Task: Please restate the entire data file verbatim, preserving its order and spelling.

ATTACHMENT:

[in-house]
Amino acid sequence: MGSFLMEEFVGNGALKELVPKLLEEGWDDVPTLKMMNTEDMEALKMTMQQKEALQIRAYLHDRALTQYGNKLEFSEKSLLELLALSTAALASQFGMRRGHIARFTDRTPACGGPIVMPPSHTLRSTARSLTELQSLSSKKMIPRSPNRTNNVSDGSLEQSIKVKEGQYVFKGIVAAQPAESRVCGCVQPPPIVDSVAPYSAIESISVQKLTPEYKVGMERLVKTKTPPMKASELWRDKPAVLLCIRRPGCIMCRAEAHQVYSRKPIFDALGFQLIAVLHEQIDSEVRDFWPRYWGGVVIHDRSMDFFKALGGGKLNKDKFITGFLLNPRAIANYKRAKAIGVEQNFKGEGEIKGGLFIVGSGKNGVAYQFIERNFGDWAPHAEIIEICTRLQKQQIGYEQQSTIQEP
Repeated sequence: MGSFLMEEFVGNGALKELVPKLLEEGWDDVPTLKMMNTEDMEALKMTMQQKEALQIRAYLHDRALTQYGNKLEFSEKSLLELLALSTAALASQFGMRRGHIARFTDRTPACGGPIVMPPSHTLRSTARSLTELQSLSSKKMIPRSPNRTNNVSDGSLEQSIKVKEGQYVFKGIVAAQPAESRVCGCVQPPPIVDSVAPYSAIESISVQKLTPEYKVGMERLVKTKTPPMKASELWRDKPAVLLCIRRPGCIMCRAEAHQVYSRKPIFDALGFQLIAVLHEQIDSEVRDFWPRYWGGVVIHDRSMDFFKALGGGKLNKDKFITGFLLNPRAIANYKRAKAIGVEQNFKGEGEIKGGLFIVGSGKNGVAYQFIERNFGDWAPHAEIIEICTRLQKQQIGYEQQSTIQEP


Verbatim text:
[in-house]
Amino acid sequence: MGSFLMEEFVGNGALKELVPKLLEEGWDDVPTLKMMNTEDMEALKMTMQQKEALQIRAYLHDRALTQYGNKLEFSEKSLLELLALSTAALASQFGMRRGHIARFTDRTPACGGPIVMPPSHTLRSTARSLTELQSLSSKKMIPRSPNRTNNVSDGSLEQSIKVKEGQYVFKGIVAAQPAESRVCGCVQPPPIVDSVAPYSAIESISVQKLTPEYKVGMERLVKTKTPPMKASELWRDKPAVLLCIRRPGCIMCRAEAHQVYSRKPIFDALGFQLIAVLHEQIDSEVRDFWPRYWGGVVIHDRSMDFFKALGGGKLNKDKFITGFLLNPRAIANYKRAKAIGVEQNFKGEGEIKGGLFIVGSGKNGVAYQFIERNFGDWAPHAEIIEICTRLQKQQIGYEQQSTIQEP
Repeated sequence: MGSFLMEEFVGNGALKELVPKLLEEGWDDVPTLKMMNTEDMEALKMTMQQKEALQIRAYLHDRALTQYGNKLEFSEKSLLELLALSTAALASQFGMRRGHIARFTDRTPACGGPIVMPPSHTLRSTARSLTELQSLSSKKMIPRSPNRTNNVSDGSLEQSIKVKEGQYVFKGIVAAQPAESRVCGCVQPPPIVDSVAPYSAIESISVQKLTPEYKVGMERLVKTKTPPMKASELWRDKPAVLLCIRRPGCIMCRAEAHQVYSRKPIFDALGFQLIAVLHEQIDSEVRDFWPRYWGGVVIHDRSMDFFKALGGGKLNKDKFITGFLLNPRAIANYKRAKAIGVEQNFKGEGEIKGGLFIVGSGKNGVAYQFIERNFGDWAPHAEIIEICTRLQKQQIGYEQQSTIQEP